I will not cull the list for obsolete names/addresses or for people who have grown distant for some reason, because who knows, I might need the contact details at some later point of time.

    However, I am merciless with the e-mail addresses. I regularly go through my contacts list because otherwise I sometimes get confused between two addresses of the same person, and I usually end up sending the same mail to two different addresses. I also kill those addresses on my list where I regularly get mail delivery failure responses. Also, the advantage of retaining the latest email id over ‘all the other’ email ids of a person is clarity.

    BTW, I am not as particular as you in sending out any holiday cards or wishing people otherwise….

  6. strongblonde Says:

    If I could work excel I would totally hide them 🙂

    I’m totally old fashioned when it comes to this. I scribble our list on a paper, scratch people off as we go through and write the cards. I create the list by looking at my contact list in my phone and B’s phone and then any other random people that we want to send our NY card to.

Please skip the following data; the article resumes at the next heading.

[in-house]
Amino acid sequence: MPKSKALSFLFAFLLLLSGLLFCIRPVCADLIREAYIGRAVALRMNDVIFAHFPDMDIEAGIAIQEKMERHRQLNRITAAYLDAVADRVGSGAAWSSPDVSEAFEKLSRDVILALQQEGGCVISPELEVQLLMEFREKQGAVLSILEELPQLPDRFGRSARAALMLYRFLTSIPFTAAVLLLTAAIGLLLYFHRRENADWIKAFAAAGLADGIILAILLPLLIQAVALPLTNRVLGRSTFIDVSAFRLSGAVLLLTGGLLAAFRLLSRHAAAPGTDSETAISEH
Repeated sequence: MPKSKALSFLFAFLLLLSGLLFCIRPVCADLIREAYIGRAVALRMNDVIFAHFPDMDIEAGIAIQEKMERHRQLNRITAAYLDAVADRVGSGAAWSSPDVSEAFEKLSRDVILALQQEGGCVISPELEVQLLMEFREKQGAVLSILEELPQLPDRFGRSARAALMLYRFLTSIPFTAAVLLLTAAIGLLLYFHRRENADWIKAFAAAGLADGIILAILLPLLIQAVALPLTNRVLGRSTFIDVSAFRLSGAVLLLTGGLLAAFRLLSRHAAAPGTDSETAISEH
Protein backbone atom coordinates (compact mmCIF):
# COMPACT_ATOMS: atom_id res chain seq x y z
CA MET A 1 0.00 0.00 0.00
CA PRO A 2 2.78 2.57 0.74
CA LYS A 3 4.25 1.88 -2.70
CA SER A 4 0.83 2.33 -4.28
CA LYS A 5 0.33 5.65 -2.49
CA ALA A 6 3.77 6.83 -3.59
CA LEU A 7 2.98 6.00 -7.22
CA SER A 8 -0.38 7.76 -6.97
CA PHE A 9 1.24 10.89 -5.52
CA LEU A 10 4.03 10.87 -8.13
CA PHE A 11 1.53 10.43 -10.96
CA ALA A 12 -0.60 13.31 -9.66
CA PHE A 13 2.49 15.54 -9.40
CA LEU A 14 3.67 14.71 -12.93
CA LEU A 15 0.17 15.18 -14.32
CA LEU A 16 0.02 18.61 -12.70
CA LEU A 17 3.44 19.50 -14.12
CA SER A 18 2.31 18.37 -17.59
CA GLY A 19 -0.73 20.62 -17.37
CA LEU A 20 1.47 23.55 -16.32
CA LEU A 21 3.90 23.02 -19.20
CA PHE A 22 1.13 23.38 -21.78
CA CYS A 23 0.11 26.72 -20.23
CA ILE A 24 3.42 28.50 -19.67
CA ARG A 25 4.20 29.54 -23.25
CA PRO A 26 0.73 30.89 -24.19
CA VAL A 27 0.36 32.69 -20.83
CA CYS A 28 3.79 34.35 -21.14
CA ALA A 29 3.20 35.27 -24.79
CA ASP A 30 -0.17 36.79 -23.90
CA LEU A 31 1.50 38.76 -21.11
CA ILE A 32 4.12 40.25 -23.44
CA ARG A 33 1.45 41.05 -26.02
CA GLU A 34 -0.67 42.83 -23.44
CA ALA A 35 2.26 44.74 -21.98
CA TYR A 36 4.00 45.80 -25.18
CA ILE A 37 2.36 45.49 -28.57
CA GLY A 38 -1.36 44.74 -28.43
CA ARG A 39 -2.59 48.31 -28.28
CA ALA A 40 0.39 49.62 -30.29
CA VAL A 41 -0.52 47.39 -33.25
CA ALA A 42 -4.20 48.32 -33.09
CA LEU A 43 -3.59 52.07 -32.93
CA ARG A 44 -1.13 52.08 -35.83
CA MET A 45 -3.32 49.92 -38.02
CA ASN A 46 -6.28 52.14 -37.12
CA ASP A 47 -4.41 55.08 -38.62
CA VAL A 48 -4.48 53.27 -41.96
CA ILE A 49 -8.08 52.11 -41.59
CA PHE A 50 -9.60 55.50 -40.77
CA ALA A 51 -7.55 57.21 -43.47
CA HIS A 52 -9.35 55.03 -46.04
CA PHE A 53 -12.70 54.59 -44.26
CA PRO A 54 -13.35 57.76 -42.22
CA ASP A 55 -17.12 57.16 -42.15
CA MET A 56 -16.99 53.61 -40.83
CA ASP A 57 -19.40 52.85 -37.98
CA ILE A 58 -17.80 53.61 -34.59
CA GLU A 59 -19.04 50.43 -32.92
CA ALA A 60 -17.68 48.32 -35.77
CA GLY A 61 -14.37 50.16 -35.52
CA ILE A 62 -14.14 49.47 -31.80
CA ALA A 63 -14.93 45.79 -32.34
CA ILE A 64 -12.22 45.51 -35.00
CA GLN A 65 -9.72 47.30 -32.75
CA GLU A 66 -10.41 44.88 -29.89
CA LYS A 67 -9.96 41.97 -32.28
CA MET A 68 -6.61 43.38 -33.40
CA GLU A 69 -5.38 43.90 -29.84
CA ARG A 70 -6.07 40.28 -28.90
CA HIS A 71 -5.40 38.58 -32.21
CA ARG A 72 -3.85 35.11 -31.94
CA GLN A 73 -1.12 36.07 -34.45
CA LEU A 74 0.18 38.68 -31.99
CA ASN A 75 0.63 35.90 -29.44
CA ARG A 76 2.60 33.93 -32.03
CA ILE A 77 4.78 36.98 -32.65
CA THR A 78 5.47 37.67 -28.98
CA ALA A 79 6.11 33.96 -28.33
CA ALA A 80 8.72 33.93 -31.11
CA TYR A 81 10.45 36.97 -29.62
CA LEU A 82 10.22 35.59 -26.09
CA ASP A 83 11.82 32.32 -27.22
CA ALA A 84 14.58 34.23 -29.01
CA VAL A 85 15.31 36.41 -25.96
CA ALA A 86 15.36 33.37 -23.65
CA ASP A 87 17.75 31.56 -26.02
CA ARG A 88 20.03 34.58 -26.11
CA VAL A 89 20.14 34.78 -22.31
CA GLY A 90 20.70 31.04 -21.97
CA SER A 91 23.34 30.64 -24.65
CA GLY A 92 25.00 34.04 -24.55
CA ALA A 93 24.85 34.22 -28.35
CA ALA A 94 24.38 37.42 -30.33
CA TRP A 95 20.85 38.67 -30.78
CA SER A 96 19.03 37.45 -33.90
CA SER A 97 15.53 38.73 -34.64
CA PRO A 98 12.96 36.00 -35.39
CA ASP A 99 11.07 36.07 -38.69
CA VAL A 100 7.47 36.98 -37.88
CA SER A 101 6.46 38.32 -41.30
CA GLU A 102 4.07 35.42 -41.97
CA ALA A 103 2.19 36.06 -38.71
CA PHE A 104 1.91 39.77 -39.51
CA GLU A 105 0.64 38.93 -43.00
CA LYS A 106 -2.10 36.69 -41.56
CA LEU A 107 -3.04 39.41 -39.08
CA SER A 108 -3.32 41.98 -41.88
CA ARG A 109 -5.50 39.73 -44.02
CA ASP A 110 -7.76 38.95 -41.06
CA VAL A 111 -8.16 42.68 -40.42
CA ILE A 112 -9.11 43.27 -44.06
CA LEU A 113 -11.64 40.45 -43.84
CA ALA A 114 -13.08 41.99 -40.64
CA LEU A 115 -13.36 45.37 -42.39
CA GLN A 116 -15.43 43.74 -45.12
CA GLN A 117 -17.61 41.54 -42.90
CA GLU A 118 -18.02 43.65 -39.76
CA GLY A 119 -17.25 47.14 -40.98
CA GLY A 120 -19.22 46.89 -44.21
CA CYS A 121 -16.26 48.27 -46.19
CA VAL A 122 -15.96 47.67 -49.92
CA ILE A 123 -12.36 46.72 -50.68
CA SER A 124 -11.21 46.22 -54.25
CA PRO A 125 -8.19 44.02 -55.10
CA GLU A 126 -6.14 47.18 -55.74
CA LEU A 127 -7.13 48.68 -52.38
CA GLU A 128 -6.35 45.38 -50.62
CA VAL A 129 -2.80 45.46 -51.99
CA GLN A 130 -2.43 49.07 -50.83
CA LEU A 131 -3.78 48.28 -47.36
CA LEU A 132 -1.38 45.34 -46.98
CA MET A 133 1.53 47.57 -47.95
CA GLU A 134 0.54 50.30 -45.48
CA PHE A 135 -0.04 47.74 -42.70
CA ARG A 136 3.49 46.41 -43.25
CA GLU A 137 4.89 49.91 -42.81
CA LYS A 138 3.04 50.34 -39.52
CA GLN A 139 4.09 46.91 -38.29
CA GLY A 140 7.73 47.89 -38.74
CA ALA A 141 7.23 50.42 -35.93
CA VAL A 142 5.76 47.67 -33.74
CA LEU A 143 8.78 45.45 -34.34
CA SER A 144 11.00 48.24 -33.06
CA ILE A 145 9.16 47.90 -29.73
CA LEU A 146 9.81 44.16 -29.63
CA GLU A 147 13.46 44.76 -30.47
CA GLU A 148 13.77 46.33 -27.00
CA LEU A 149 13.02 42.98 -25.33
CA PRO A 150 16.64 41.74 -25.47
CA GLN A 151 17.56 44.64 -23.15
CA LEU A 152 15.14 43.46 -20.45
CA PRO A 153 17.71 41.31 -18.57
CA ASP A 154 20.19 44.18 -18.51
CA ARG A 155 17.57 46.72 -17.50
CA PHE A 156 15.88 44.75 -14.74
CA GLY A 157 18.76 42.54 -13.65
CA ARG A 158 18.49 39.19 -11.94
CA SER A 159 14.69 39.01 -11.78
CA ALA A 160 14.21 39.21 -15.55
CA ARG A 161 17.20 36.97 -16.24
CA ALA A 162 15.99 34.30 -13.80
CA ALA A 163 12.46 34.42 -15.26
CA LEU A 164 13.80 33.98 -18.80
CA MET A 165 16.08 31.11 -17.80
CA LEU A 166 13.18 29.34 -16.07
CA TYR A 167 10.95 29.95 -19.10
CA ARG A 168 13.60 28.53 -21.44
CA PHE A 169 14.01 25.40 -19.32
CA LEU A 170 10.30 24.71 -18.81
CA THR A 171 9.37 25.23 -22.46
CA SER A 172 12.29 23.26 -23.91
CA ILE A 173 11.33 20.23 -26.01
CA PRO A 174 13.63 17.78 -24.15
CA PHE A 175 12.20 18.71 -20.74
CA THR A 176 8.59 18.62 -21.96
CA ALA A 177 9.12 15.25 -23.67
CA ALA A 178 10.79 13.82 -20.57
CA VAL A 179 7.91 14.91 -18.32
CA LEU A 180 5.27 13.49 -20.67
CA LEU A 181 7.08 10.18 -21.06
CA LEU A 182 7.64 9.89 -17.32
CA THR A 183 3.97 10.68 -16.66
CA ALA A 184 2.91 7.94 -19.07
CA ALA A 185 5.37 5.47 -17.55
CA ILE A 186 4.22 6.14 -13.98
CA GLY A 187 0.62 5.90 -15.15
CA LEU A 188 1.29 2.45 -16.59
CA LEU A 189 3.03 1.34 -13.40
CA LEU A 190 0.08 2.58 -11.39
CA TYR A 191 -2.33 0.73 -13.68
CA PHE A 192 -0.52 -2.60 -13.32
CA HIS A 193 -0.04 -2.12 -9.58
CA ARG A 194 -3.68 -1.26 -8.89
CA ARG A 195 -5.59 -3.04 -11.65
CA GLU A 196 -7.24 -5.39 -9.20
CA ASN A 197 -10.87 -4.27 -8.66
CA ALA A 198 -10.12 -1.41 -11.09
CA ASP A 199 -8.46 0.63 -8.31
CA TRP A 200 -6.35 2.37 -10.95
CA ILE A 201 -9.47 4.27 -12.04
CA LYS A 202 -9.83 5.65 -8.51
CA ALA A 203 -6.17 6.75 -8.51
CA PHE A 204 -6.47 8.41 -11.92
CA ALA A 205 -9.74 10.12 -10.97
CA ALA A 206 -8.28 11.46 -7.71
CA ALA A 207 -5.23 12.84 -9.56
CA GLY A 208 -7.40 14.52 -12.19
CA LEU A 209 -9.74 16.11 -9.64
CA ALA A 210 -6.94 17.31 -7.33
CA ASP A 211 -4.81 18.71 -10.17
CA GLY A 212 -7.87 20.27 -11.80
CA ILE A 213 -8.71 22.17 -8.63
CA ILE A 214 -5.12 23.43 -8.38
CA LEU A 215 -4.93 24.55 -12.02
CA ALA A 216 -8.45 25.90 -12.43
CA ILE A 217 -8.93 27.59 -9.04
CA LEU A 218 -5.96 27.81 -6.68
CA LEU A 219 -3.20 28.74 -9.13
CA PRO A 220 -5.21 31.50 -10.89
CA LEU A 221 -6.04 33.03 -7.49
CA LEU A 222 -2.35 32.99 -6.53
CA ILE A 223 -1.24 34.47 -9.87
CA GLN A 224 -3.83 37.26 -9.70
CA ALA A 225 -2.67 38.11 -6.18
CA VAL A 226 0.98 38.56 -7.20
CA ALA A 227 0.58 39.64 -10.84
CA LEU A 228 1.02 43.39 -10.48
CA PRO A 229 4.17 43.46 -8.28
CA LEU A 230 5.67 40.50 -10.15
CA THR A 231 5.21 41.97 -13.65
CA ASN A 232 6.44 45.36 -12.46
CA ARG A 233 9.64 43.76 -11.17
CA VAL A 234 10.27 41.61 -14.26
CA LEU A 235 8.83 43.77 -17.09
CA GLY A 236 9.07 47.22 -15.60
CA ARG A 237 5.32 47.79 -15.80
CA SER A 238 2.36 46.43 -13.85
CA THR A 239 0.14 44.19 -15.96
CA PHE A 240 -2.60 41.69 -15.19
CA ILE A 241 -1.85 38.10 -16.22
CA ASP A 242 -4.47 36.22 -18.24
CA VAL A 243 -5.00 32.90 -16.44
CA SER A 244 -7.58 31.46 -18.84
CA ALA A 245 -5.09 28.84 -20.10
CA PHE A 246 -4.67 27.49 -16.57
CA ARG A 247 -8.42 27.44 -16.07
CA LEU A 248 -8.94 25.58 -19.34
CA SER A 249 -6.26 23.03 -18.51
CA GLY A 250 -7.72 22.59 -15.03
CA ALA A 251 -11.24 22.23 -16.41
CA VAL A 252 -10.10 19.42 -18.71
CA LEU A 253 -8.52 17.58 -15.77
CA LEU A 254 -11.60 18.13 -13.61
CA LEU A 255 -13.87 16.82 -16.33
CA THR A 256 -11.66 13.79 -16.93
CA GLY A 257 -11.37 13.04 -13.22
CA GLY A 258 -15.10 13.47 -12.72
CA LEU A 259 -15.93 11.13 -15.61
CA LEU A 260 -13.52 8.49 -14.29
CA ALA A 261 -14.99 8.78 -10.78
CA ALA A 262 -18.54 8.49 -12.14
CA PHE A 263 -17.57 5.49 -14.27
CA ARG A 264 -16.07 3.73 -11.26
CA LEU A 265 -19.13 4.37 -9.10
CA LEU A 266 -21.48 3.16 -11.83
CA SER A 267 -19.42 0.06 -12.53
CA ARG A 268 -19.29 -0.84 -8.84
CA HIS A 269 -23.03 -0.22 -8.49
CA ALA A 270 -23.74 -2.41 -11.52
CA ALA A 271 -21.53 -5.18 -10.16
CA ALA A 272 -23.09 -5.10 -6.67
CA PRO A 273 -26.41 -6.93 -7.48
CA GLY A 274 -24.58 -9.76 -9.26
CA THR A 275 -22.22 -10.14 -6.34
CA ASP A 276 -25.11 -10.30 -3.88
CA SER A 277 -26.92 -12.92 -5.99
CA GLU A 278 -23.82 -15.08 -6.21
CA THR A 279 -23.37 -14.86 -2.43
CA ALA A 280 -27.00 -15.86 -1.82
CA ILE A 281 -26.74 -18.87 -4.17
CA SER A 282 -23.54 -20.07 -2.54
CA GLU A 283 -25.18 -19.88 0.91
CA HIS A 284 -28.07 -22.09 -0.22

For someone who is usually totally organized, makin’ lists and stuff, this seems ancient!

    But…to answer your question: I still keep all of the info. I started doing this b/c I couldn’t remember my grandparents’ birthdays. And that made me sad. I like to have a place where I can find the info if I need it.

    ….but now I also want to take an excel class!!

  7. People I haven’t been in contact with in years are still in my address book, even though I’m not sure their details are still correct. But I have different groups, so they will not be in my holiday cards or birth announcements groups…

    I do delete deceased people from my address book – too afraid I will make a mistake once and send something to that person and upset someone with that. If I want to remember his/her birthday and there are still living relatives, who are also in my address book, I will make a note in their entry.